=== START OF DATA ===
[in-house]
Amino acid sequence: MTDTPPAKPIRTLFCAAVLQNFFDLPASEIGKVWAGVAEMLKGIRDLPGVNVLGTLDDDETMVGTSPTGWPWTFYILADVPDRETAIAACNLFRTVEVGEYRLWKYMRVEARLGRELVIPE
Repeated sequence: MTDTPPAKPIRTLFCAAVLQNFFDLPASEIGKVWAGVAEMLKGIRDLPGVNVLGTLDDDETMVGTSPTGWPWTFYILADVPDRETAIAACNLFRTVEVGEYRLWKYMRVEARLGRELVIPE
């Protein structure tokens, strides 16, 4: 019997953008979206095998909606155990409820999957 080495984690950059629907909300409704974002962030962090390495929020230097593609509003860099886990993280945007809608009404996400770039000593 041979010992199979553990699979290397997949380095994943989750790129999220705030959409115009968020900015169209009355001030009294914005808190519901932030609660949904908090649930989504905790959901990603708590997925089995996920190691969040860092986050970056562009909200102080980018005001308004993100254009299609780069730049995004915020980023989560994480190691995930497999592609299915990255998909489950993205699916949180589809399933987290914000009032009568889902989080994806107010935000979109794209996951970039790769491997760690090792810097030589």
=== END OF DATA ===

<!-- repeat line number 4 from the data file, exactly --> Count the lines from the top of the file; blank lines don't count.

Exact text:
């Protein structure tokens, strides 16, 4: 019997953008979206095998909606155990409820999957 080495984690950059629907909300409704974002962030962090390495929020230097593609509003860099886990993280945007809608009404996400770039000593 041979010992199979553990699979290397997949380095994943989750790129999220705030959409115009968020900015169209009355001030009294914005808190519901932030609660949904908090649930989504905790959901990603708590997925089995996920190691969040860092986050970056562009909200102080980018005001308004993100254009299609780069730049995004915020980023989560994480190691995930497999592609299915990255998909489950993205699916949180589809399933987290914000009032009568889902989080994806107010935000979109794209996951970039790769491997760690090792810097030589």